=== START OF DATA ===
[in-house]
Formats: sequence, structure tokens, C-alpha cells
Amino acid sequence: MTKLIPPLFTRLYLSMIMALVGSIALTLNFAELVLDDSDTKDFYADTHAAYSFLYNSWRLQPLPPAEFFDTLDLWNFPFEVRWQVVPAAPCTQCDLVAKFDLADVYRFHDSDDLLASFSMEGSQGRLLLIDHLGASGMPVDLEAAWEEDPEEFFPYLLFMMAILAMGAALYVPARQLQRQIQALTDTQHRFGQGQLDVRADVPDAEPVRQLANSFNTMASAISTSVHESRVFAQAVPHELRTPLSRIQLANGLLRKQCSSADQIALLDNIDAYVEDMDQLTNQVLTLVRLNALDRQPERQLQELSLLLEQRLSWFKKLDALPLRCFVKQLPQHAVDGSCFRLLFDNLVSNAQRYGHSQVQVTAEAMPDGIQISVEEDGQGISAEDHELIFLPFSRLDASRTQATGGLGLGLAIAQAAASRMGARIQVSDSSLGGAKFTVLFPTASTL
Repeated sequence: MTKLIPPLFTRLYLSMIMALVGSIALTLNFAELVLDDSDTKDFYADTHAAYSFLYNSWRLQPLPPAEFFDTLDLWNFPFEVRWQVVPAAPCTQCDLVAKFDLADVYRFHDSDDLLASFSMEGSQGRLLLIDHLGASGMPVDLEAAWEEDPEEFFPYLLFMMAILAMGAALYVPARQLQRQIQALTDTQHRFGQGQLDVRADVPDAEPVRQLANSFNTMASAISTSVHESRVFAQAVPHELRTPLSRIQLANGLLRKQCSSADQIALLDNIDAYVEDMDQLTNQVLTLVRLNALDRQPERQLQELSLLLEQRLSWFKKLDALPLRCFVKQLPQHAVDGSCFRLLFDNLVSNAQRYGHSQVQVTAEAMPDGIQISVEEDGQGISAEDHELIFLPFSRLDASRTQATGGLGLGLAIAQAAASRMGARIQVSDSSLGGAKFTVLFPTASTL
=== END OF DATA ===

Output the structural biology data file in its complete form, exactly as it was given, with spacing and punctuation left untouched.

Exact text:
[in-house]
Formats: sequence, structure tokens, C-alpha cells
Amino acid sequence: MTKLIPPLFTRLYLSMIMALVGSIALTLNFAELVLDDSDTKDFYADTHAAYSFLYNSWRLQPLPPAEFFDTLDLWNFPFEVRWQVVPAAPCTQCDLVAKFDLADVYRFHDSDDLLASFSMEGSQGRLLLIDHLGASGMPVDLEAAWEEDPEEFFPYLLFMMAILAMGAALYVPARQLQRQIQALTDTQHRFGQGQLDVRADVPDAEPVRQLANSFNTMASAISTSVHESRVFAQAVPHELRTPLSRIQLANGLLRKQCSSADQIALLDNIDAYVEDMDQLTNQVLTLVRLNALDRQPERQLQELSLLLEQRLSWFKKLDALPLRCFVKQLPQHAVDGSCFRLLFDNLVSNAQRYGHSQVQVTAEAMPDGIQISVEEDGQGISAEDHELIFLPFSRLDASRTQATGGLGLGLAIAQAAASRMGARIQVSDSSLGGAKFTVLFPTASTL
Repeated sequence: MTKLIPPLFTRLYLSMIMALVGSIALTLNFAELVLDDSDTKDFYADTHAAYSFLYNSWRLQPLPPAEFFDTLDLWNFPFEVRWQVVPAAPCTQCDLVAKFDLADVYRFHDSDDLLASFSMEGSQGRLLLIDHLGASGMPVDLEAAWEEDPEEFFPYLLFMMAILAMGAALYVPARQLQRQIQALTDTQHRFGQGQLDVRADVPDAEPVRQLANSFNTMASAISTSVHESRVFAQAVPHELRTPLSRIQLANGLLRKQCSSADQIALLDNIDAYVEDMDQLTNQVLTLVRLNALDRQPERQLQELSLLLEQRLSWFKKLDALPLRCFVKQLPQHAVDGSCFRLLFDNLVSNAQRYGHSQVQVTAEAMPDGIQISVEEDGQGISAEDHELIFLPFSRLDASRTQATGGLGLGLAIAQAAASRMGARIQVSDSSLGGAKFTVLFPTASTL